"Does a water heater timer make sense?"
Column #819 10/30/2010
On The Level
Q. We are gone from the house during most of the day and we are looking to minimize our electrical use all around. We have a programmable thermostat for heat and air. We’re thinking a timer for the hot water heater might help. What are the pros and cons of a stimer?
A. Certainly more pros than cons. Basically the timer is a switch that you control to turn itself on or off at whatever time of day you desire. People do that with lights in the house when they go off on a trip so the house looks occupied.
Traditional electric water heaters are little more than big metal tanks that have heating elements in them that are controlled by integral thermostats factory set at 120ºF. They are adjustable and can be set higher or lower but the 120ºF setting is an anti-scalding setting for basic user safety.
Where traditional tank water heater inefficiency enters in-- compared to on-demand or “tankless” water heaters-- is the energy they lose in their stand-by mode-- and you’ve figured that out. They are designed to hold water at the set temperature round the clock waiting for someone to use some. If you think about it, most folks really don’t use that much hot water over a day’s time and when they bathe they actually mix water coming from the hot tap with cold to bring it down to a more comfortable temperature-- about 100ºF. Modern showers use water at 2.5 gallons per minute. Doing the math for an average shower length might yield a use rate of less than half of the water heater’s capacity. You are rightly concerned about that tank staying hot all day and all night waiting for about fifteen minutes use. It’s a big thermos bottle slowly sucking electricity to keep hot.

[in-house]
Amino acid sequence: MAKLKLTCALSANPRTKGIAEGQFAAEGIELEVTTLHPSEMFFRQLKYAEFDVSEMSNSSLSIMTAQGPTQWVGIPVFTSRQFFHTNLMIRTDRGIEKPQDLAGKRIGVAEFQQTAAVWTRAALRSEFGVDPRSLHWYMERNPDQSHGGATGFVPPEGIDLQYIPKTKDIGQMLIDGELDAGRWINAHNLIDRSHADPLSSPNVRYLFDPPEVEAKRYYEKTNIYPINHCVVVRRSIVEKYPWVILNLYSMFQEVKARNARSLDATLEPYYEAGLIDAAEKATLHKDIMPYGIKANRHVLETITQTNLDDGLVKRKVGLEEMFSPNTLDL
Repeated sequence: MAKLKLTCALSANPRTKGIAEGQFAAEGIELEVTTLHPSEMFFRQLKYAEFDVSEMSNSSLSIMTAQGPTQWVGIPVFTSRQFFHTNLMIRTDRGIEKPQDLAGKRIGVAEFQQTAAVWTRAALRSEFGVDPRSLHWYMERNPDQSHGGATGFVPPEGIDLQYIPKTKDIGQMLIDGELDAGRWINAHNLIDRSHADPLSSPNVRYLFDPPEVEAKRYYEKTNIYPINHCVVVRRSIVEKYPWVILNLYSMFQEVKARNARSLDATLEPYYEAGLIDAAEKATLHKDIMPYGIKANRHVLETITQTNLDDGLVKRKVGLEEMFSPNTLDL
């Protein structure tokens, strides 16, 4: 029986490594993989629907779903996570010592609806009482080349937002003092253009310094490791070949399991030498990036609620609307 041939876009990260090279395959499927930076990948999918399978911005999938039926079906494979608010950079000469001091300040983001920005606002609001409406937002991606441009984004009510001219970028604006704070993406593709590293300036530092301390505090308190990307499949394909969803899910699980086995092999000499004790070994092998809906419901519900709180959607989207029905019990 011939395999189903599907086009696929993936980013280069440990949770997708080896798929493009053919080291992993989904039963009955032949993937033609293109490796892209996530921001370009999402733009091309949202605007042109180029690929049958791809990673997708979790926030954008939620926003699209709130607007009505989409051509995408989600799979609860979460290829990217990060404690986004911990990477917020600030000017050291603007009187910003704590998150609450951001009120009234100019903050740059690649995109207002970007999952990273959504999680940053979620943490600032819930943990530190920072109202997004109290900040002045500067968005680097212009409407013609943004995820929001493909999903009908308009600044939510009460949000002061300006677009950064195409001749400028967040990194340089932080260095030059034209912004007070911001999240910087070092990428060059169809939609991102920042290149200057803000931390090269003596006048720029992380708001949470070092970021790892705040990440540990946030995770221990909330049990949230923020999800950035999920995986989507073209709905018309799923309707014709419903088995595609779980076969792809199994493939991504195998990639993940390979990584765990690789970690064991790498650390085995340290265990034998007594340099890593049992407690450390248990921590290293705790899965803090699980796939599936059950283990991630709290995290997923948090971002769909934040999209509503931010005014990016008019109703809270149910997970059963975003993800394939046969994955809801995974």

When I am totally on my own in the house I’ll flip the breaker to the water heater off and keep using hot water at my regular rate waiting to sense the difference. It’s a 50 gallon tank, like most. It takes a couple of days before I’m forced to turn it back on. You can save an additional 5%–12% of energy by installing a timer that turns the water heater off at night when you don't use hot water and/or during the utility's peak demand times. If you’re handy you can install the timer yourself. If not, call an electrician. They cost in the $60. range but they can pay for themselves in about a year. You can contact BGE to see what they are offering in the way of “smart meters” etc to get a better handle on your usage.
Some homeowners wrap their water heaters with an insulation blanket but I have never seen a payback period analysis that I trust on them but it certainly can’t hurt. Any penetration of the water heater’s own insulation envelope leaks heat and heat is energy and it costs. Those penetrations include where the heating elements enter the tank, where the inlet and outflow pipes and the temperature pressure relief valve are piped and the drain-cock at the bottom.
Another item now in use with newer water heaters is a thing called a heat trap and they are installed at both inlet and outflow pipes. They prevent heat from convecting up those pipes as the heater sits waiting for use. They can save you around $15–$30 annually on your water heating bill. Heat traps—valves or loops of pipe—allow water to flow into the water heater tank but prevent unwanted hot-water flow out of the tank. The valves have balls inside that either float or sink into a seat, which stops convection. These specially designed valves come in pairs. The valves are designed differently for use in either the hot or cold water line. A pair of heat traps costs only around $30. However, unless you can solder a pipe joint, heat traps require professional installation by a plumber. Heat traps are most cost effective if they're installed at the same time as the water heater.
After you’ve done all you can to conserve what heat is in the water heater I’ll address the temperature setting. I know water heaters show up preset at 120ºF but there are a lot of microbials that can thrive in that level of hot water. Legionella, the bug that causes Legionnaire's Disease, can survive in water up to 131.9ºF and so can a bacteria called SRB, or sulfur reducing bacteria. That’s the one that gives us that rotten egg smell, especially on well water. If you are concerned about either and don’t have small children around then turn it up to 140º. It’ll heat up to that level and cool somewhat while the timer has it off but a cycle of that degree of heating should keep the inside of the tank sanitary.
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